Mutual Funds: What They Are and How They
By Susanna M. Zysk
Mutual funds are a popular investment choice for many investors.
There are currently over 93 million Americans investing in over
10,000 mutual funds.* Although the first mutual funds were established
in 1924, their popularity has grown most significantly in the
last 20 years, since the introduction of Individual Retirement
Accounts (IRAs) and 401(k) plans. Before you invest in mutual
funds, it is important to fully understand what they are and
how they work.
* Source: 2002
Mutual Fund Fact Book: A guide to trends and statistics in the
mutual fund industry, 42nd Edition, Investment Company
What is a Mutual Fund?
A mutual fund is a professionally managed pool of money invested
in a variety of individual securities, such as stocks and/or
bonds. In addition, mutual funds may hold cash or cash equivalents.
Investors purchase shares in a fund that represents an ownership
in the fund’s holdings. Your money is pooled together with
other investors and the fund’s manager invests the money
Benefits of Mutual Funds
There are many kinds of mutual funds, but they all share common
Professional Management. Investment companies
offer mutual funds managed by fund managers who choose investments
that match the
fund’s objectives. Their investment decisions are
based on their extensive knowledge and research of market
and the financial performance of individual companies and
specific securities. When economic conditions change, the
will adjust the investments’ mix in the fund so that
it continues to meet its investment objectives.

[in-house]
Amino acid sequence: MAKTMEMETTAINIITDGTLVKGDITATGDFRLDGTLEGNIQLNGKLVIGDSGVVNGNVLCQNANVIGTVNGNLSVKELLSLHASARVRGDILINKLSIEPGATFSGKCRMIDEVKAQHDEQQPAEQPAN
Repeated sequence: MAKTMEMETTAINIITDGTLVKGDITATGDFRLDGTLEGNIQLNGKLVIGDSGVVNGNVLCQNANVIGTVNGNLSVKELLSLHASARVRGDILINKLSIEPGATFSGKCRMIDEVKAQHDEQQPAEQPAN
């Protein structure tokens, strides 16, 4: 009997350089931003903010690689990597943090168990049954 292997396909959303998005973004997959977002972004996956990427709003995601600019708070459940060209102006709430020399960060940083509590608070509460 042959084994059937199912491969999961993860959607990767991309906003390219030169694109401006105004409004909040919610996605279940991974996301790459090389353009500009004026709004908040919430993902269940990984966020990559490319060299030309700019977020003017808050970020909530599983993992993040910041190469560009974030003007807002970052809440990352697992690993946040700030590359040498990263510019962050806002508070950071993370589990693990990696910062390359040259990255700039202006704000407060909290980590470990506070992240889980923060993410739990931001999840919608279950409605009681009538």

Diversification. Mutual funds generally own stocks and bonds
from many companies, which offers instant diversification. Investing
in a variety of securities helps reduce risk by offsetting losses
from some with the gains of others. Your exposure to risk is
reduced by investing in a wide range of securities offered through
a mutual fund rather than one or two individual stocks.
Convenience and Accessibility. Mutual funds are relatively easy
to buy. Individual investors have access to many stocks and bonds
that previously may not have been available, or required prohibitive
Variety. There are thousands of mutual funds representing a wide
variety of investment objectives – ranging from conservative
to aggressive – available to you. The fund types cover
many investment strategies and risk levels, so you should be
able to find a fund that meets your personal financial goals
and risk tolerance.
Strict Regulation. Mutual funds are highly regulated by the federal
government through the Securities and Exchange Commission (SEC).
The regulations require funds to meet certain operating standards,
observe strict antifraud rules, and disclose complete information
to current and potential investors. Disclosure about a particular
fund can be found in the fund’s prospectus. The prospectus
provides such information as investment objective and methods,
how to buy and sell shares, risk assumed, and fees and expenses.
Types of Mutual Funds
There are three basic types of mutual funds: money market, bonds